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Rapid test for lung maturity, based on spectroscopy of gastric aspirate, predicted respiratory distress syndrome with high sensitivity

Verder, Henrik; Heiring, Christian; Clark, Howard; Sweet, David; Jessen, Torben E.; Ebbesen, Finn; Björklund, Lars J. LU ; Andreasson, Bengt; Bender, Lars and Bertelsen, Aksel, et al. (2017) In Acta Paediatrica, International Journal of Paediatrics 106(3). p.430-437
Abstract

Aim: Respiratory distress syndrome (RDS) is a major cause of mortality and morbidity in premature infants. By the time symptoms appear, it may already be too late to prevent a severe course, with bronchopulmonary dysplasia or mortality. We aimed to develop a rapid test of lung maturity for targeting surfactant supplementation. Methods: Concentrations of the most surface-active lung phospholipid dipalmitoylphosphatidylcholine and sphingomyelin in gastric aspirates from premature infants were measured by mass spectrometry and expressed as the lecithin/sphingomyelin ratio (L/S). The same aspirates were analysed with mid-infrared spectroscopy. Subsequently, L/S was measured in gastric aspirates and oropharyngeal secretions from another... (More)

Aim: Respiratory distress syndrome (RDS) is a major cause of mortality and morbidity in premature infants. By the time symptoms appear, it may already be too late to prevent a severe course, with bronchopulmonary dysplasia or mortality. We aimed to develop a rapid test of lung maturity for targeting surfactant supplementation. Methods: Concentrations of the most surface-active lung phospholipid dipalmitoylphosphatidylcholine and sphingomyelin in gastric aspirates from premature infants were measured by mass spectrometry and expressed as the lecithin/sphingomyelin ratio (L/S). The same aspirates were analysed with mid-infrared spectroscopy. Subsequently, L/S was measured in gastric aspirates and oropharyngeal secretions from another group of premature infants using spectroscopy and the results were compared with RDS development. The 10-minute analysis required 10 μL of aspirate. Results: An L/S algorithm was developed based on 89 aspirates. Subsequently, gastric aspirates were sampled in 136 infants of 24-31 weeks of gestation and 61 (45%) developed RDS. The cut-off value of L/S was 2.2, sensitivity was 92%, and specificity was 73%. In 59 cases, the oropharyngeal secretions had less valid L/S than gastric aspirate results. Conclusion: Our rapid test for lung maturity, based on spectroscopy of gastric aspirate, predicted RDS with high sensitivity.

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publication status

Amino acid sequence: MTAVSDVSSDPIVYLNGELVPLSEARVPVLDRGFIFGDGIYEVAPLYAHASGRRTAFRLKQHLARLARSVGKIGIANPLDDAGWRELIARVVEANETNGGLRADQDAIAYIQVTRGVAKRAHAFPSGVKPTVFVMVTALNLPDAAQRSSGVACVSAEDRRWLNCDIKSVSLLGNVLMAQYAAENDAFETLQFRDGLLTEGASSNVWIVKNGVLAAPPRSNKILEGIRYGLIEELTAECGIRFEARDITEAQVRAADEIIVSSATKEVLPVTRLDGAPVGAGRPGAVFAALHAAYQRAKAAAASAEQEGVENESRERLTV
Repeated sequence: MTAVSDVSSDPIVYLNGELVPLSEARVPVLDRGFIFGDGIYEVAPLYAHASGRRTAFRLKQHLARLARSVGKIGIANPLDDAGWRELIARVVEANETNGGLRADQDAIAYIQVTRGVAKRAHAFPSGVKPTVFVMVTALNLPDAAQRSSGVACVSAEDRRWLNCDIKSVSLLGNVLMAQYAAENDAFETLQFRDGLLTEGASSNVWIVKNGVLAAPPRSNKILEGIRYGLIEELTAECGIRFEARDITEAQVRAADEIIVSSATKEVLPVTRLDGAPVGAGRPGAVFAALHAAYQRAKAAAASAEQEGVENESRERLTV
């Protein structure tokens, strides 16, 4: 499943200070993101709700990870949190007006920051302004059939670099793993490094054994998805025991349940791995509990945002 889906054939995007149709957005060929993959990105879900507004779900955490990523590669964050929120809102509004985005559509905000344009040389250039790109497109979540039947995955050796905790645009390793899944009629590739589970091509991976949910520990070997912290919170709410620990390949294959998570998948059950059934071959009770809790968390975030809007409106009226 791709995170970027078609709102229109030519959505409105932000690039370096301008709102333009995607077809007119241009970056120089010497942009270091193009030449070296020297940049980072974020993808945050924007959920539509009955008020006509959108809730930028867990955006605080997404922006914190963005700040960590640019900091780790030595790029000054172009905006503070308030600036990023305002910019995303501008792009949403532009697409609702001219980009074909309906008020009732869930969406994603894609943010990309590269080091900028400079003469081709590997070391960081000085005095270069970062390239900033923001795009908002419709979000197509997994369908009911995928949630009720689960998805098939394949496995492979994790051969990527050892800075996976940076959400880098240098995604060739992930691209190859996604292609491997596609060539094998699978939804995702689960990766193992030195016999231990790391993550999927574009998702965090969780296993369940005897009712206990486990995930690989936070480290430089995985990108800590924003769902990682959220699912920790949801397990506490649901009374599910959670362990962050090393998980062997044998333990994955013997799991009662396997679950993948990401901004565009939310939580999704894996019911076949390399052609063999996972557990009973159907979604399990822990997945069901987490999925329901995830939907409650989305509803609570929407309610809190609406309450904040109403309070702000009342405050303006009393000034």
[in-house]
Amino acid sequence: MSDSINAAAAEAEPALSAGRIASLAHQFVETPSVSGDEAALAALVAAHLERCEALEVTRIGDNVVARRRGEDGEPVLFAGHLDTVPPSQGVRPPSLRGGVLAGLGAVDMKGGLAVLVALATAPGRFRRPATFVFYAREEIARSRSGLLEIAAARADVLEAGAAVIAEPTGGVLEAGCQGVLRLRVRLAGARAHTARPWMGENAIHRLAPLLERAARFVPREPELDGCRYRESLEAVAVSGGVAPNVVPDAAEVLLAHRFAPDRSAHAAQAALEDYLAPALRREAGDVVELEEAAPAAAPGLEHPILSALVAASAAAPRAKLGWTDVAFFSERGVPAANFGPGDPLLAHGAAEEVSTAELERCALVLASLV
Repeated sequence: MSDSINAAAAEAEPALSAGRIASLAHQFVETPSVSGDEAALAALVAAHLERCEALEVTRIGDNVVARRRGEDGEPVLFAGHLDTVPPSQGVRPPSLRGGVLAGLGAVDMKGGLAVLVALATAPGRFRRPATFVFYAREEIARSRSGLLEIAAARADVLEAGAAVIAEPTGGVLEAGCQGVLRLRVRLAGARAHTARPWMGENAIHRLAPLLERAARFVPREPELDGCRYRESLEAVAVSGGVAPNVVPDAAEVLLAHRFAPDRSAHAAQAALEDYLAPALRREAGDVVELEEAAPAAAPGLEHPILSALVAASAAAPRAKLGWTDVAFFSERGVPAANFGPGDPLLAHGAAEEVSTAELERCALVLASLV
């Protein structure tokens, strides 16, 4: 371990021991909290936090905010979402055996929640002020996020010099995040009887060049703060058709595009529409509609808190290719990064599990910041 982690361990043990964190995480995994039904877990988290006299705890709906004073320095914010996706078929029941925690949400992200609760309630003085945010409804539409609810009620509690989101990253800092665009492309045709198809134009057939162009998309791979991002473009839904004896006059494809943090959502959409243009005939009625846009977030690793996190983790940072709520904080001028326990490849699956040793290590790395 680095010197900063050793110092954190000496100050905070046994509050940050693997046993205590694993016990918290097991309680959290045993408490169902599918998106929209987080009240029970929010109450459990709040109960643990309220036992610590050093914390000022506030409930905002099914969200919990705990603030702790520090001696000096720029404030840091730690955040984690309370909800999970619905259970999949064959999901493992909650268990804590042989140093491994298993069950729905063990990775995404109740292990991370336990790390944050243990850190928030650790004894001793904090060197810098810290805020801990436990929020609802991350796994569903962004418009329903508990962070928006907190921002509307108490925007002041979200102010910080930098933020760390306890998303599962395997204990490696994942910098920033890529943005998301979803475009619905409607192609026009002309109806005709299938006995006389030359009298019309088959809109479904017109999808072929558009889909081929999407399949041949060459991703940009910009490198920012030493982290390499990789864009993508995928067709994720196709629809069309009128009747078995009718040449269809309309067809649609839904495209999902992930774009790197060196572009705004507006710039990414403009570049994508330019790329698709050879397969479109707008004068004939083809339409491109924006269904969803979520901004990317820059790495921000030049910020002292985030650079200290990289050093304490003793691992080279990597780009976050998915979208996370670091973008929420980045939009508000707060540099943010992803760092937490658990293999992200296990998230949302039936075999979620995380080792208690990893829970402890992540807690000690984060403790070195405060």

published
subject
keywords
Gastric aspirate, Lung surfactant, Mid-infrared spectroscopy, Prematurity, Respiratory distress syndrome
in
Acta Paediatrica, International Journal of Paediatrics
volume
106
issue
3
pages
430 - 437
publisher
Wiley-Blackwell Publishing Ltd
external identifiers
  • scopus:85007374799
  • wos:000397404700017
ISSN
0803-5253
DOI
10.1111/apa.13683
language
English
LU publication?
yes
id
06bf9518-2e4e-4bef-b1e4-0e9bb5c7443d
date added to LUP
2017-01-20 13:19:48
date last changed
2018-01-07 11:45:55
@article{06bf9518-2e4e-4bef-b1e4-0e9bb5c7443d,
  abstract     = {<p>Aim: Respiratory distress syndrome (RDS) is a major cause of mortality and morbidity in premature infants. By the time symptoms appear, it may already be too late to prevent a severe course, with bronchopulmonary dysplasia or mortality. We aimed to develop a rapid test of lung maturity for targeting surfactant supplementation. Methods: Concentrations of the most surface-active lung phospholipid dipalmitoylphosphatidylcholine and sphingomyelin in gastric aspirates from premature infants were measured by mass spectrometry and expressed as the lecithin/sphingomyelin ratio (L/S). The same aspirates were analysed with mid-infrared spectroscopy. Subsequently, L/S was measured in gastric aspirates and oropharyngeal secretions from another group of premature infants using spectroscopy and the results were compared with RDS development. The 10-minute analysis required 10 μL of aspirate. Results: An L/S algorithm was developed based on 89 aspirates. Subsequently, gastric aspirates were sampled in 136 infants of 24-31 weeks of gestation and 61 (45%) developed RDS. The cut-off value of L/S was 2.2, sensitivity was 92%, and specificity was 73%. In 59 cases, the oropharyngeal secretions had less valid L/S than gastric aspirate results. Conclusion: Our rapid test for lung maturity, based on spectroscopy of gastric aspirate, predicted RDS with high sensitivity.</p>},
  author       = {Verder, Henrik and Heiring, Christian and Clark, Howard and Sweet, David and Jessen, Torben E. and Ebbesen, Finn and Björklund, Lars J. and Andreasson, Bengt and Bender, Lars and Bertelsen, Aksel and Dahl, Marianne and Eschen, Christian and Fenger-Grøn, Jesper and Hoffmann, Stine F. and Höskuldsson, Agnar and Bruusgaard-Mouritsen, Maria and Lundberg, Fredrik and Postle, Anthony D. and Schousboe, Peter and Schmidt, Peter and Stanchev, Hristo and Sørensen, Lars},
  issn         = {0803-5253},
  keyword      = {Gastric aspirate,Lung surfactant,Mid-infrared spectroscopy,Prematurity,Respiratory distress syndrome},
  language     = {eng},
  number       = {3},
  pages        = {430--437},
  publisher    = {Wiley-Blackwell Publishing Ltd},
  series       = {Acta Paediatrica, International Journal of Paediatrics},
  title        = {Rapid test for lung maturity, based on spectroscopy of gastric aspirate, predicted respiratory distress syndrome with high sensitivity},
  url          = {http://dx.doi.org/10.1111/apa.13683},
  volume       = {106},
  year         = {2017},
}